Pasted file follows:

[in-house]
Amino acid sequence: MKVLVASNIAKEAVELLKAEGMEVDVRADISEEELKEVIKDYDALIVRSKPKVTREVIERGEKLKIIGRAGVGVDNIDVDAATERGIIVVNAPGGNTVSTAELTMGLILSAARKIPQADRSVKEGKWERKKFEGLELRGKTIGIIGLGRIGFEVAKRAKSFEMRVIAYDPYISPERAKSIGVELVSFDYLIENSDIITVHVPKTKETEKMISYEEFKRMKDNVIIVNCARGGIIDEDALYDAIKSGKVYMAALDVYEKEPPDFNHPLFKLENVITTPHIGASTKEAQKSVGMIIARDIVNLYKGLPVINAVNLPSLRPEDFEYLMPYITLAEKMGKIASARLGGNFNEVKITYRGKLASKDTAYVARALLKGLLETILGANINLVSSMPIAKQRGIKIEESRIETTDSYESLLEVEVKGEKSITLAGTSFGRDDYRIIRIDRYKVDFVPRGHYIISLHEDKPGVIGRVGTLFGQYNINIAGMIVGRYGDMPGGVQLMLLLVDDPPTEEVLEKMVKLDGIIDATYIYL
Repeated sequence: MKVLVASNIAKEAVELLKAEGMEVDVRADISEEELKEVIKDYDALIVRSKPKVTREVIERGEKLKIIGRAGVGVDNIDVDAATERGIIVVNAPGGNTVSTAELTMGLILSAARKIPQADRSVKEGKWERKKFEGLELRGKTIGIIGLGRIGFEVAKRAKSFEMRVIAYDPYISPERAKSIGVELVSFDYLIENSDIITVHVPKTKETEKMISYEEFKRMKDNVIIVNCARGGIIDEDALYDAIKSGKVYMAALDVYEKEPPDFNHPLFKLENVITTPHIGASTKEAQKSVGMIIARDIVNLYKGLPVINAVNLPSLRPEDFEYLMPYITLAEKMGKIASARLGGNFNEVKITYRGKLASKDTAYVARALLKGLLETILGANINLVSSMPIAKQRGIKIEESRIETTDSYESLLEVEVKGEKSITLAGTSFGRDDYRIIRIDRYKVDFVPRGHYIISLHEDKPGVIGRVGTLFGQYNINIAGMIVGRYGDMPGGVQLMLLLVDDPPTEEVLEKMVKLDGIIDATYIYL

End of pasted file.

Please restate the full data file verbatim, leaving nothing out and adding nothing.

[in-house]
Amino acid sequence: MKVLVASNIAKEAVELLKAEGMEVDVRADISEEELKEVIKDYDALIVRSKPKVTREVIERGEKLKIIGRAGVGVDNIDVDAATERGIIVVNAPGGNTVSTAELTMGLILSAARKIPQADRSVKEGKWERKKFEGLELRGKTIGIIGLGRIGFEVAKRAKSFEMRVIAYDPYISPERAKSIGVELVSFDYLIENSDIITVHVPKTKETEKMISYEEFKRMKDNVIIVNCARGGIIDEDALYDAIKSGKVYMAALDVYEKEPPDFNHPLFKLENVITTPHIGASTKEAQKSVGMIIARDIVNLYKGLPVINAVNLPSLRPEDFEYLMPYITLAEKMGKIASARLGGNFNEVKITYRGKLASKDTAYVARALLKGLLETILGANINLVSSMPIAKQRGIKIEESRIETTDSYESLLEVEVKGEKSITLAGTSFGRDDYRIIRIDRYKVDFVPRGHYIISLHEDKPGVIGRVGTLFGQYNINIAGMIVGRYGDMPGGVQLMLLLVDDPPTEEVLEKMVKLDGIIDATYIYL
Repeated sequence: MKVLVASNIAKEAVELLKAEGMEVDVRADISEEELKEVIKDYDALIVRSKPKVTREVIERGEKLKIIGRAGVGVDNIDVDAATERGIIVVNAPGGNTVSTAELTMGLILSAARKIPQADRSVKEGKWERKKFEGLELRGKTIGIIGLGRIGFEVAKRAKSFEMRVIAYDPYISPERAKSIGVELVSFDYLIENSDIITVHVPKTKETEKMISYEEFKRMKDNVIIVNCARGGIIDEDALYDAIKSGKVYMAALDVYEKEPPDFNHPLFKLENVITTPHIGASTKEAQKSVGMIIARDIVNLYKGLPVINAVNLPSLRPEDFEYLMPYITLAEKMGKIASARLGGNFNEVKITYRGKLASKDTAYVARALLKGLLETILGANINLVSSMPIAKQRGIKIEESRIETTDSYESLLEVEVKGEKSITLAGTSFGRDDYRIIRIDRYKVDFVPRGHYIISLHEDKPGVIGRVGTLFGQYNINIAGMIVGRYGDMPGGVQLMLLLVDDPPTEEVLEKMVKLDGIIDATYIYL